We just have to share this amazing photoessay, the pictures taken by Getty Images staff photographer Paula Bronstein (and erroneously credited here to Paul Bronstein.) In Ulan Bator, the capital of Mongolia, the winters are long and very, very cold, and many homeless people survive by living underground in tunnels that are not actually sewers, as the headline states, but channels for heating pipes.
Really, this is fascinating. Someone has taken the trouble to translate (from another website) nearly 100 comments from “Chinese netizens” as well as, apparently, European expats in China, and people from other countries too. Some cruelly anti-Mongolian sentiments are expressed. The country used to belong to China, then became a satellite of the USSR, but now Russia is kaput, so things don’t go well in Mongolia. But many points of view are represented. One person says,
Beijing isn’t lacking either — If you have the chance, go to the Beijing Film Academy campus gates and look under the manhole covers…
There is in fact a tradition of cave dwellings in northern provinces such as Henan and Shaanxi. The soft loessial soils allow cave dwellings to be excavated, providing homes that are spared the worst of baking summers and freezing winters. Getting enough natural light into the cave dwellings however is one problem that is shared with living in a sewer. There is simply never enough sunlight or daylight.
In case you’re thinking, “This could only happen in Mongolia,” think again. Or rent Dark Days, a documentary directed, produced, and filmed by Marc Singer, and released in 2000. It’s all about homeless people living in an Amtrak tunnel under New York City, amid construction debris and terrible noise from the trains, with plenty of rats for company. They build shelters from scrap wood, cardboard, tarpaulins, and whatever else they can get hold of.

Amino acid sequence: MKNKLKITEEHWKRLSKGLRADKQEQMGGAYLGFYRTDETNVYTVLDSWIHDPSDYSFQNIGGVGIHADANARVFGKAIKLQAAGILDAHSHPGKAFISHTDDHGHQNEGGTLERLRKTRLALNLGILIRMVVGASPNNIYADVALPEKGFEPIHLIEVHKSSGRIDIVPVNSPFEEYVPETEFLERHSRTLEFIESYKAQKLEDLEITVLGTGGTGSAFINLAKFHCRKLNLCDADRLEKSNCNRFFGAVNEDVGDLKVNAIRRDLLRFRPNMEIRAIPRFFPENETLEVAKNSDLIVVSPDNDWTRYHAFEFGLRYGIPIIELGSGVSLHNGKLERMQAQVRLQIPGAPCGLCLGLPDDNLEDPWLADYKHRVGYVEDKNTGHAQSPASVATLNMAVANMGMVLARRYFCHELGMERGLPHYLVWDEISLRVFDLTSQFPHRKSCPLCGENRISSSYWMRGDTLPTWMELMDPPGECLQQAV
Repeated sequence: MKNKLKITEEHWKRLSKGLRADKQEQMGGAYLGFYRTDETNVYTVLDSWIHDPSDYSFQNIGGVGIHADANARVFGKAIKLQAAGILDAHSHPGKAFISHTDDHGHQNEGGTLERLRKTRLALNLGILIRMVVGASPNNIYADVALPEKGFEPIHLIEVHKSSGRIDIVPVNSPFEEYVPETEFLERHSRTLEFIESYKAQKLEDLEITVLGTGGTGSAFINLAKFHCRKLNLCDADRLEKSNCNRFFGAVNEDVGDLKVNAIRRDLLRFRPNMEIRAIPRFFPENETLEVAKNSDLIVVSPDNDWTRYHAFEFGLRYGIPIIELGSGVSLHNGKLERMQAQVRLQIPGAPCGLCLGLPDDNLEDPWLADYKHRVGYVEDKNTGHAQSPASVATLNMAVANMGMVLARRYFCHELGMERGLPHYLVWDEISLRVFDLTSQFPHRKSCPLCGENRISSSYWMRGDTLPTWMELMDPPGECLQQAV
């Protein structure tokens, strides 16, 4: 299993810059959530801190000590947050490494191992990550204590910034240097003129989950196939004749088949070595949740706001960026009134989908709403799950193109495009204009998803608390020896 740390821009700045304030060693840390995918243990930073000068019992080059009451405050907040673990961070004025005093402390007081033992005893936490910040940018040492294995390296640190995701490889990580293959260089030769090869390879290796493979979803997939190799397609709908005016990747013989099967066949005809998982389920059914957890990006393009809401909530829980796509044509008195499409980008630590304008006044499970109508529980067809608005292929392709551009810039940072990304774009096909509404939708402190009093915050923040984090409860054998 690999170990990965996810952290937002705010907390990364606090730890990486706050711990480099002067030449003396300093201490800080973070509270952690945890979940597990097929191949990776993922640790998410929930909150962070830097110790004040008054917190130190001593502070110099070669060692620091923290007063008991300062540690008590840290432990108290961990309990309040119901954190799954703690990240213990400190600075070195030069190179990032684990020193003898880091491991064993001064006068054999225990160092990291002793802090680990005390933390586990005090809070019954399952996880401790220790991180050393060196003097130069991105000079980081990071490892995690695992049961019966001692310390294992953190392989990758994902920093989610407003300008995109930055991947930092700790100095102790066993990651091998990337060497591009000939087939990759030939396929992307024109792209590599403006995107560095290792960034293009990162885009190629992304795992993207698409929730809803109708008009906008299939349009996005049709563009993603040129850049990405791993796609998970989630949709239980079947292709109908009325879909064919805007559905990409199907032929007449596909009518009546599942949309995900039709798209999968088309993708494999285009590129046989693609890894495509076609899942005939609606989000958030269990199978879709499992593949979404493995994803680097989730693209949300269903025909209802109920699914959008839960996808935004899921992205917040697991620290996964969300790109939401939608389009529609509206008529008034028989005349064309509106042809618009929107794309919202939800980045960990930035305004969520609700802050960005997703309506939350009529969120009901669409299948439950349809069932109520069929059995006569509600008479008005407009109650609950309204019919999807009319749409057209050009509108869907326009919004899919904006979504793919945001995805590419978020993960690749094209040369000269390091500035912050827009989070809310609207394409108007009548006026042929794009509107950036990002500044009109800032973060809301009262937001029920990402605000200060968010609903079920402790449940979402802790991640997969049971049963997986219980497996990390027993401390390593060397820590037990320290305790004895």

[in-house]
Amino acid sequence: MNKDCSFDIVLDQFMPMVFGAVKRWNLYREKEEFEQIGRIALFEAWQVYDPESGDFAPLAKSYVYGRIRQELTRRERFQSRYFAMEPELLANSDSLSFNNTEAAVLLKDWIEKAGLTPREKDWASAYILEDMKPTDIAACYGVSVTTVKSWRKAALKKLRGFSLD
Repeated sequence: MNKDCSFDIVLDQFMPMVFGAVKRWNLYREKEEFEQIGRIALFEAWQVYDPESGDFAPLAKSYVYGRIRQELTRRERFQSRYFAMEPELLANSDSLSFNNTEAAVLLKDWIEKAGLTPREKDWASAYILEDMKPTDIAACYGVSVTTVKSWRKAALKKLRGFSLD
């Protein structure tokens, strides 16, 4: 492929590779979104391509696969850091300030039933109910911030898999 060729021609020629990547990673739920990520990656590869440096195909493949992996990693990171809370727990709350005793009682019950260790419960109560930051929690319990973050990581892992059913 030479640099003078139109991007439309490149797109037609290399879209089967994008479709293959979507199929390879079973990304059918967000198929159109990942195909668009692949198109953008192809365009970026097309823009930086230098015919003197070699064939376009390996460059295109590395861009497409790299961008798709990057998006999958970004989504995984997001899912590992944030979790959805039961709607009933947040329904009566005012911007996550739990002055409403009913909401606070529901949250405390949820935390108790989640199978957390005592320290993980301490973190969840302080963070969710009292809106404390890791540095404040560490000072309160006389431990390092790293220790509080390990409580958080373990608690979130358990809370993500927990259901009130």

Many of the residents have managed to pull electricity into their subterranean shacks. Sometimes they go “up top” to find food and things to sell. Many have pets, for protection or companionship. The sanitary arrangements vary. One resident says that if you’re homeless, this is the best place in the city to be.
But it’s not safe down there. One guy demonstrates for the camera how he sets up a noise trap, so if anybody approaches his place while he’s sleeping, a bunch of frying pans will fall down and wake him. Another claims that 80% of the tunnel dwellers are crackheads. A woman named Dee tells how someone tried to burn her hut with her in it. Still, most of the tunnel dwellers look out for each other and engage in cooperative efforts, and some of them have been down there for 20 years. It is a weird but not totally dysfunctional family.
Then, along come the armed Amtrak police, telling everybody they have 30 days to get out. Not one person wants to go to a shelter, where everything you have including your clothes will be stolen. With the aid of the Coalition for the Homeless, they negotiate the Section 8 bureaucracy. With the promise of housing, they demolish the cozy shelters that were built with so much care. The film ends by showing the various formerly underground people in their new apartments, with real beds, and windows with trees outside.
Now, check out “Lost Vegas” by Pete Samson, who explored the unknown world underneath America’s capital of gambling and glitz. He says hundreds of homeless people live in parts of the 350-mile flood tunnels beneath Las Vegas:
Rather than working in the bars or kitchens they ‘credit hustle’, prowling the casinos searching the fruit machines for money or credits left by drunken gamblers.
But the competition is stiff. Sometimes there is day labor, and there are always dumpsters to recover food and useful items from. Sampson interviews several residents, including a woman named Amy, who says,
The main dangers are the floods and the Black Widow spiders. But it’s not a terrible place to be if you’re homeless… It’s much cooler than on the streets, we get a breeze coming through and the cops don’t really bother you. It’s quiet and everyone helps each other out down here.
Clearly, something is amiss, not only in the United States but throughout the world. Despite all the promises humankind has made to itself about a brighter future, conditions are getting worse and worse for more and more people. What can alleviate the situation? The Universal Living Wage might be a good place to start.
Source: “Mongolia’s Homeless Living Underground In Sewers,” ChinaSmack.com, 11/06/10
Source: “Dark Days (2000),” IMDb.com
Source: “Lost Vegas,” TheSun.co.uk, 09/24/09
Image of Dark Days, used under Fair Use: Reporting.